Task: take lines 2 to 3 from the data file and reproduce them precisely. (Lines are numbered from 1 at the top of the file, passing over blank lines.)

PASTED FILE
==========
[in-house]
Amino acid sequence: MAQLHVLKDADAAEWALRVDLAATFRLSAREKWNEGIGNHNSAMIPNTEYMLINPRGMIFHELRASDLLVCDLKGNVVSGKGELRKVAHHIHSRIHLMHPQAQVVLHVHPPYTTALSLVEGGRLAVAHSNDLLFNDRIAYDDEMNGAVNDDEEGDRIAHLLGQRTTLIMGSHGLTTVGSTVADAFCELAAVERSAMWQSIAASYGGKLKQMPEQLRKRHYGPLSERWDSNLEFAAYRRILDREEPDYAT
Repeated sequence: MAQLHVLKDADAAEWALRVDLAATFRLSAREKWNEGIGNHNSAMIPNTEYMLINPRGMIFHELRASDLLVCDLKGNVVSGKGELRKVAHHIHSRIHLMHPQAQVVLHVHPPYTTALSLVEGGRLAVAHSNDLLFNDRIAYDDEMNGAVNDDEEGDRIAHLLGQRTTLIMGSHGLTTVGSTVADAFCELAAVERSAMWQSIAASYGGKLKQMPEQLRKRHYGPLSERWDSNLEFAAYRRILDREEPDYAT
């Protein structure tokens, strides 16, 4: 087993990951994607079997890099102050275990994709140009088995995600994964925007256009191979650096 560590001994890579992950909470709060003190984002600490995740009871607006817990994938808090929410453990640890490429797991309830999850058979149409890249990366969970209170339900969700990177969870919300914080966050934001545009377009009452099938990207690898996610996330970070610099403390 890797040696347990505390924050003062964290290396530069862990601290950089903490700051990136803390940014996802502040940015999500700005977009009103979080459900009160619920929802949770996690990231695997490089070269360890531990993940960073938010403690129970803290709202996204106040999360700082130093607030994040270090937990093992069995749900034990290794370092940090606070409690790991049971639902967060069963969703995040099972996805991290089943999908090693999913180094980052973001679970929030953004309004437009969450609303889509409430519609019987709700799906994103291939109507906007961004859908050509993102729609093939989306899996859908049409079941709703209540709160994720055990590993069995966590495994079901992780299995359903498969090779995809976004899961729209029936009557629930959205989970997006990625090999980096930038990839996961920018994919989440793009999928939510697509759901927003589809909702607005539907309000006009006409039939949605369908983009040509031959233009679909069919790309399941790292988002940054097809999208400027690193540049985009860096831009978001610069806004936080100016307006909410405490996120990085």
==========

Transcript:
Amino acid sequence: MAQLHVLKDADAAEWALRVDLAATFRLSAREKWNEGIGNHNSAMIPNTEYMLINPRGMIFHELRASDLLVCDLKGNVVSGKGELRKVAHHIHSRIHLMHPQAQVVLHVHPPYTTALSLVEGGRLAVAHSNDLLFNDRIAYDDEMNGAVNDDEEGDRIAHLLGQRTTLIMGSHGLTTVGSTVADAFCELAAVERSAMWQSIAASYGGKLKQMPEQLRKRHYGPLSERWDSNLEFAAYRRILDREEPDYAT
Repeated sequence: MAQLHVLKDADAAEWALRVDLAATFRLSAREKWNEGIGNHNSAMIPNTEYMLINPRGMIFHELRASDLLVCDLKGNVVSGKGELRKVAHHIHSRIHLMHPQAQVVLHVHPPYTTALSLVEGGRLAVAHSNDLLFNDRIAYDDEMNGAVNDDEEGDRIAHLLGQRTTLIMGSHGLTTVGSTVADAFCELAAVERSAMWQSIAASYGGKLKQMPEQLRKRHYGPLSERWDSNLEFAAYRRILDREEPDYAT